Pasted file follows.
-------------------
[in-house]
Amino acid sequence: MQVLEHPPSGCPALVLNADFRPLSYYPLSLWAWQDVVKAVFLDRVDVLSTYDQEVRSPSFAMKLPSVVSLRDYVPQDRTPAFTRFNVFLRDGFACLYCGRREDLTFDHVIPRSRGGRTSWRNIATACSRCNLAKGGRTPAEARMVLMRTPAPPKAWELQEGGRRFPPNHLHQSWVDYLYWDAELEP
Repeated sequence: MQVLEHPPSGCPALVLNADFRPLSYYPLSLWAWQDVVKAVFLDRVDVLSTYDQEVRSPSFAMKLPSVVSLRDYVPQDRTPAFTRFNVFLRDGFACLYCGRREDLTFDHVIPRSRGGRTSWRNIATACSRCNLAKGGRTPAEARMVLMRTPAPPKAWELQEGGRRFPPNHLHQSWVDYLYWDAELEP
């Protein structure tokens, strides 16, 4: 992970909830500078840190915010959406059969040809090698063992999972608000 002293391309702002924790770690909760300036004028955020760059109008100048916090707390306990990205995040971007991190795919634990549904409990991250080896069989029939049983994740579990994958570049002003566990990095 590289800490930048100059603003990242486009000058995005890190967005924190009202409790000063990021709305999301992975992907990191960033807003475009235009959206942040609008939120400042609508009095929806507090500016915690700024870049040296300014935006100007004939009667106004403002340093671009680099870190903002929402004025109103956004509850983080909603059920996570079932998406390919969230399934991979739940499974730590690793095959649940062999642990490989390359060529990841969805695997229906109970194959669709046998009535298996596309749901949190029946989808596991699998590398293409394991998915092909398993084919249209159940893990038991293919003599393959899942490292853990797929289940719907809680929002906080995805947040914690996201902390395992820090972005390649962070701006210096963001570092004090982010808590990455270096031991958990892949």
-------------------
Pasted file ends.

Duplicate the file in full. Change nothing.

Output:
[in-house]
Amino acid sequence: MQVLEHPPSGCPALVLNADFRPLSYYPLSLWAWQDVVKAVFLDRVDVLSTYDQEVRSPSFAMKLPSVVSLRDYVPQDRTPAFTRFNVFLRDGFACLYCGRREDLTFDHVIPRSRGGRTSWRNIATACSRCNLAKGGRTPAEARMVLMRTPAPPKAWELQEGGRRFPPNHLHQSWVDYLYWDAELEP
Repeated sequence: MQVLEHPPSGCPALVLNADFRPLSYYPLSLWAWQDVVKAVFLDRVDVLSTYDQEVRSPSFAMKLPSVVSLRDYVPQDRTPAFTRFNVFLRDGFACLYCGRREDLTFDHVIPRSRGGRTSWRNIATACSRCNLAKGGRTPAEARMVLMRTPAPPKAWELQEGGRRFPPNHLHQSWVDYLYWDAELEP
């Protein structure tokens, strides 16, 4: 992970909830500078840190915010959406059969040809090698063992999972608000 002293391309702002924790770690909760300036004028955020760059109008100048916090707390306990990205995040971007991190795919634990549904409990991250080896069989029939049983994740579990994958570049002003566990990095 590289800490930048100059603003990242486009000058995005890190967005924190009202409790000063990021709305999301992975992907990191960033807003475009235009959206942040609008939120400042609508009095929806507090500016915690700024870049040296300014935006100007004939009667106004403002340093671009680099870190903002929402004025109103956004509850983080909603059920996570079932998406390919969230399934991979739940499974730590690793095959649940062999642990490989390359060529990841969805695997229906109970194959669709046998009535298996596309749901949190029946989808596991699998590398293409394991998915092909398993084919249209159940893990038991293919003599393959899942490292853990797929289940719907809680929002906080995805947040914690996201902390395992820090972005390649962070701006210096963001570092004090982010808590990455270096031991958990892949």